Some insights into rehearsals - part 1 (space & theme)


Some insights into rehearsals - part 2 (dancers & bodies)

Dance Limerick Residency (Jan 2014)

[Photos: Maurice Gunning]


Initial Rehearsal Musings - Dancers and Space

After an initial movement research block on Woman Stood Regardless in 2013 where we established the main vocabulary for the piece, we finally started production on the work during our residency in Dance Limerick. The work for me was always going to be highly physical - so in selecting dancers, I wanted a cast of female dancers that were all very different from each other but all who were extremely capable physically. I worked with a number of dancers during the initial research on this work, all whom have left their mark on the piece and contributed in some way. Indeed during my initial work with the women in Kerry, we did quite a bit of movement research also, where a lot of the original motifs and gestures were established. So in a way working with many different women on the material has shaped it and given the movement different coloring and shading. I journaled quite a lot after my sessions with the Kerry women, distilled the essence of our talks down to a few key ideas and through the creative process, I keep coming back to these pages to keep me on track. There have been many months of additional reading and research around these ideas - enough material for a few pieces, so having these notes from the women's interviews keeps me grounded.

Our residency at Dance Limerick has finally allowed me to see the cast together. It's the first time they have all worked together and with me, so this period in Limerick in addition to devising the work is also a time for us all to get to know one another and each other's styles and idiosyncrasies. It will also allow me to see how their bodies work together and with the material. I like the fact that these four dancers will dance the same material slightly differently - each with their own persona. It allows me really see the person in the work and that interests me. As a choreographer, I am intrigued by how people move and try to be as attentive as I can to each dancers and really see them, what is it that brings them to life? what is it about them that interests me? In the four dancers in this work, Deirdre Griffin, Ivonne Kalter, Lucia Kickham and Mariam Ribon, they are all physically and stylistically different - and especially for this piece, I think that is important. Instead of imposing myself too much on them, there is a delciate balance in trying to find a middle path somewhere between my story and how I move and their own. So in a way we have to be in constant dialogue with each other to make that happen, so it's a real collaboration between all five of us.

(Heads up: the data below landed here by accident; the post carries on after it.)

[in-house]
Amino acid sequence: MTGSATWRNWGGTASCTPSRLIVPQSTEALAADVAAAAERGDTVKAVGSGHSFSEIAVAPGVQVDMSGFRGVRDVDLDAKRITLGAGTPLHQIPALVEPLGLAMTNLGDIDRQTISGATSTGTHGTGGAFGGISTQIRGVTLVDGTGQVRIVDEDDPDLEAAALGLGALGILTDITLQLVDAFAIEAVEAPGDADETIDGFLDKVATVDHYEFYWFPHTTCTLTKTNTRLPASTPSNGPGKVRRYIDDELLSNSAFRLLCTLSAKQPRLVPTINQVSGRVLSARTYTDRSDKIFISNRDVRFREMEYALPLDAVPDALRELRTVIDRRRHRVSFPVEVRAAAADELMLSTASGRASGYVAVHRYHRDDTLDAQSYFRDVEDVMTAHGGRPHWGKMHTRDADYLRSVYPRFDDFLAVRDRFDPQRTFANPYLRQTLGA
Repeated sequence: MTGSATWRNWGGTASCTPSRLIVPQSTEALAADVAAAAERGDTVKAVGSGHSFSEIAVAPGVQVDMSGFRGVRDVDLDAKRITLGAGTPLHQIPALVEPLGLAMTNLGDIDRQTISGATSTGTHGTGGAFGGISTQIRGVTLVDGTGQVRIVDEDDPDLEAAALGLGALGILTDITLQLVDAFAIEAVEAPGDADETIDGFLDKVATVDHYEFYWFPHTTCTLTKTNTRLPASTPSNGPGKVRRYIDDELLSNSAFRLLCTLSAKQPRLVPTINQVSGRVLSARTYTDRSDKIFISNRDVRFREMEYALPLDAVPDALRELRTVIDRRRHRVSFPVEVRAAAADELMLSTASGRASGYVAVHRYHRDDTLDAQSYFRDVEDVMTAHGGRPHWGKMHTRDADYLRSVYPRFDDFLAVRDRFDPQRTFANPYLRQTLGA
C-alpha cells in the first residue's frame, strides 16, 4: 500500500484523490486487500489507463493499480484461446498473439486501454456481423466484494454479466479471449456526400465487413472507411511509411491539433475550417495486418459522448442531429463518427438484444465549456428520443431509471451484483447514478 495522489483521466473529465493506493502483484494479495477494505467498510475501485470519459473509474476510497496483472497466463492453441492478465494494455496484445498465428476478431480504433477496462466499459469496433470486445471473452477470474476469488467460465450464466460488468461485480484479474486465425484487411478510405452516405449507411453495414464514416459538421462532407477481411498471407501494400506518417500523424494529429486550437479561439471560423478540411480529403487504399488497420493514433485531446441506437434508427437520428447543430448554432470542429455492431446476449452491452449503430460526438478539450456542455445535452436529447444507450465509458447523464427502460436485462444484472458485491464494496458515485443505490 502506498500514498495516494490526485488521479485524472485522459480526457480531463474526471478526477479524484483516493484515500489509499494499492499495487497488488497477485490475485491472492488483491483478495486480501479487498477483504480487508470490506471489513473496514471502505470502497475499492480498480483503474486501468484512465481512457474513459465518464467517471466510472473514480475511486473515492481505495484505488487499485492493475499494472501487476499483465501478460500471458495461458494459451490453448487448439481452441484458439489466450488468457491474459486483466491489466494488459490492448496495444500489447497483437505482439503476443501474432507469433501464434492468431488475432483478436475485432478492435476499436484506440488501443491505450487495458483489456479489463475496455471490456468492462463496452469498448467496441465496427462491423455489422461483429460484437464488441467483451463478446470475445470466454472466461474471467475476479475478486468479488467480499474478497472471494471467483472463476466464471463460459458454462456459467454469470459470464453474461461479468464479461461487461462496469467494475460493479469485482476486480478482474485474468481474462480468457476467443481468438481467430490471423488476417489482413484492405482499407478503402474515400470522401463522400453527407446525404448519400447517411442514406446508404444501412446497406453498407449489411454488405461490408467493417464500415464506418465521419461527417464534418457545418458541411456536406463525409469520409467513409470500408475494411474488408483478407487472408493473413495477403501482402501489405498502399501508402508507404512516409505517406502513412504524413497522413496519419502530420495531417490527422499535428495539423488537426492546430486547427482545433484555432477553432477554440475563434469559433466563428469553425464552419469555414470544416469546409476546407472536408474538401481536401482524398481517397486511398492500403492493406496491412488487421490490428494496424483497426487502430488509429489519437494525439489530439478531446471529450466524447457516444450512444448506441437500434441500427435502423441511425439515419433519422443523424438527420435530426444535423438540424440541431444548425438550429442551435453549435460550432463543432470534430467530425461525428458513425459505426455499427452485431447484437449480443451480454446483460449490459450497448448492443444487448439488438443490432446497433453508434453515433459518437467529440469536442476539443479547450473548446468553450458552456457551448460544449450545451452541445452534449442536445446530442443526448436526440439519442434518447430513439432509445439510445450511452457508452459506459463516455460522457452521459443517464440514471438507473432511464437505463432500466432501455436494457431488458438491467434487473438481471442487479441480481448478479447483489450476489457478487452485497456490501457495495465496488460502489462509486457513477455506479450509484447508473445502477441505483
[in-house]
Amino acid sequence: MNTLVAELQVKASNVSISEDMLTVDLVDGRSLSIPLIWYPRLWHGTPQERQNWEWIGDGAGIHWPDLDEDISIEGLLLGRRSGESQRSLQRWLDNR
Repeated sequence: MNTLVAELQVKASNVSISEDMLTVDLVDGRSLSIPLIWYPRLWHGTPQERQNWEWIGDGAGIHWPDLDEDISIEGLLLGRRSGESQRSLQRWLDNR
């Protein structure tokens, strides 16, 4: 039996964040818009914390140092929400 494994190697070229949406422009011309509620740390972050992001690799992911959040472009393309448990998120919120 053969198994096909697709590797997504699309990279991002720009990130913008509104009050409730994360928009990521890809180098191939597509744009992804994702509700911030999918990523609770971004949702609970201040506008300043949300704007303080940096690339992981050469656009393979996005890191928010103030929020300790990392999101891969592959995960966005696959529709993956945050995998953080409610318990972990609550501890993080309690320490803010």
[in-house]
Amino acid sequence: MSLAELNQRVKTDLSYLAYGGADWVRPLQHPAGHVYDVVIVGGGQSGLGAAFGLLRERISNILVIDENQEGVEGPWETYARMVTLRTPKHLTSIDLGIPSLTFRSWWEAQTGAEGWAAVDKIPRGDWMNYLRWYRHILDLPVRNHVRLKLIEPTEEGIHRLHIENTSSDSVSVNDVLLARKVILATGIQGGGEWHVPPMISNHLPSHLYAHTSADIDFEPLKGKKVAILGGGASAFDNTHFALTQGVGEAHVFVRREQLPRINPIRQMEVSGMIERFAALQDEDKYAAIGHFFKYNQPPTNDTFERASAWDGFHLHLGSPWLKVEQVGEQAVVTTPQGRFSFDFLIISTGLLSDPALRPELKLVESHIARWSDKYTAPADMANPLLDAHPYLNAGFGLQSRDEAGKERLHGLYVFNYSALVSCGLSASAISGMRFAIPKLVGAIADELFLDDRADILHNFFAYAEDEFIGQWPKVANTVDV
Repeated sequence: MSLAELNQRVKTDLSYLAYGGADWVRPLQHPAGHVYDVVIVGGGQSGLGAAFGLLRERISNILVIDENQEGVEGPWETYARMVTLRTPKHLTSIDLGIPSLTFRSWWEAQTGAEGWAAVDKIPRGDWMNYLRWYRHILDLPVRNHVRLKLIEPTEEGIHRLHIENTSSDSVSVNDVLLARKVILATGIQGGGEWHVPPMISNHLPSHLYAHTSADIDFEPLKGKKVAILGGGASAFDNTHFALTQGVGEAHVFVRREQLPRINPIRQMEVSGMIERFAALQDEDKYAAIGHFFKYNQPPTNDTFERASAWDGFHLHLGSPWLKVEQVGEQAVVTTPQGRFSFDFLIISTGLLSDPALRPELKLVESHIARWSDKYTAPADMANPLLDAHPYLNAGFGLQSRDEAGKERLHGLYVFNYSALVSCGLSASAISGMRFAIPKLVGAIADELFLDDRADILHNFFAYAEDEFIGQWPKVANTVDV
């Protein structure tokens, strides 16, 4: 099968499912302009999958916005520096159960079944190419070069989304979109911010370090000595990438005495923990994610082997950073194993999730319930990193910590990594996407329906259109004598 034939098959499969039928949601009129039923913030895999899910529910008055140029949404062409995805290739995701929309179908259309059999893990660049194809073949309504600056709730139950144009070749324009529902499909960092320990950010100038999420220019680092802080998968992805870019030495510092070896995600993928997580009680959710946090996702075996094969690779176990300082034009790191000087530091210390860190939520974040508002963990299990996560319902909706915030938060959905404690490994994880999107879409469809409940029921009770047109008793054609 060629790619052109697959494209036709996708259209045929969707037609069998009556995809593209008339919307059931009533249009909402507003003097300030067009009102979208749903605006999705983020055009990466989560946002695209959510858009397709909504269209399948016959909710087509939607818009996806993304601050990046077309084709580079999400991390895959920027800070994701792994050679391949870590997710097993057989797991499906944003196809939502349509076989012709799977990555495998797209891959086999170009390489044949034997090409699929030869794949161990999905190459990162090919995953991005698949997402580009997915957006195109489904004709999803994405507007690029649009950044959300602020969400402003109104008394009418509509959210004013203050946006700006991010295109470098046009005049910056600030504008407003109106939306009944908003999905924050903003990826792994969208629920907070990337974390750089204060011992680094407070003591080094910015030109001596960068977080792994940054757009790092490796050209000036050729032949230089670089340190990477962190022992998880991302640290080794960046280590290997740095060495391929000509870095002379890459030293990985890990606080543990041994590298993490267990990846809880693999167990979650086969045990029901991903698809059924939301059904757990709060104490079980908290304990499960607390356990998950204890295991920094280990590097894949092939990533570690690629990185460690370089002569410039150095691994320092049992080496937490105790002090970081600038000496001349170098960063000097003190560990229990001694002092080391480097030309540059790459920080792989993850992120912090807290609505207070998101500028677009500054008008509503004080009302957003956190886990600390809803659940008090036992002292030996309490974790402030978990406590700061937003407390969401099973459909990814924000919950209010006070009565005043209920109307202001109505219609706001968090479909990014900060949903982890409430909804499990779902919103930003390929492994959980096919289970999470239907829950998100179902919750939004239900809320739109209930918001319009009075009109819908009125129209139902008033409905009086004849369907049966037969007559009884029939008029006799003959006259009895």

It has been interesting to see how the space has begun to affect the work. Our initial research weeks were in DanceHouse, so in taking the piece into this huge renovated church space with high ceilings, large windows, stone walls and the chill of the January air,  suddenly phrases got larger and there was a lot more hurtling through space. The long strips of marlay laid length-ways down the church space vs across-ways, opened up sections of the work and really let the dancers rip through the space...which has naturally made its way into the work! It made me curious as to how the movement will be affected when we move into the Siamsa space and then back to DanceHouse in March.

Woman Stood Regardless (Introduction)

Welcome to "Woman Stood Regardless" - my company's new full-length work to premiere at the Project Arts Centre (Space Upstairs) April 4th & 5th,  the Firkin Crane (Cork) April 6th and Siamsa Tire (Tralee) April 11th.

The piece is a culmination of almost a year's research and was inspired by the true stories of remarkable women I had the privilege of working with at a women's support group at North & East Kerry Development. I initially met the women while working on the “Heroines in our Midst” project, where working with myself and writer, Niamh Byrne, the women explored their personal stories through writing and movement culminating in an evenings's performance of monologues and dance.

Struck by the intensity of what these women have been through in their lives, it left me asking the question "What makes people get back up when everything has fallen apart?" Their honesty, vulnerability and rawness, their resilience and determination in dealing with their afflictions, touched deep, and sat with me for a long time after. It set me on a path of inquiry to find truths we all can relate to from their intensely personal stories and has manifested in this new dance work. With an all female cast of four powerful international dancers: Deirdre Griffin, Ivonne Kalter, Lucia Kickham and Mariam Ribon, Woman Stood Regardless explores the depths of what the human condition can endure in a life-time, to find out what fuels us to keep going, to get back up?

Woman Stood Regardless is funded by The Arts Council, Kerry County Council & Siamsa Tire and supported by Dance Limerick, Dance Ireland, The Project Arts Centre and The Firkin Crane.

[Banner photos: Luca Truffarelli]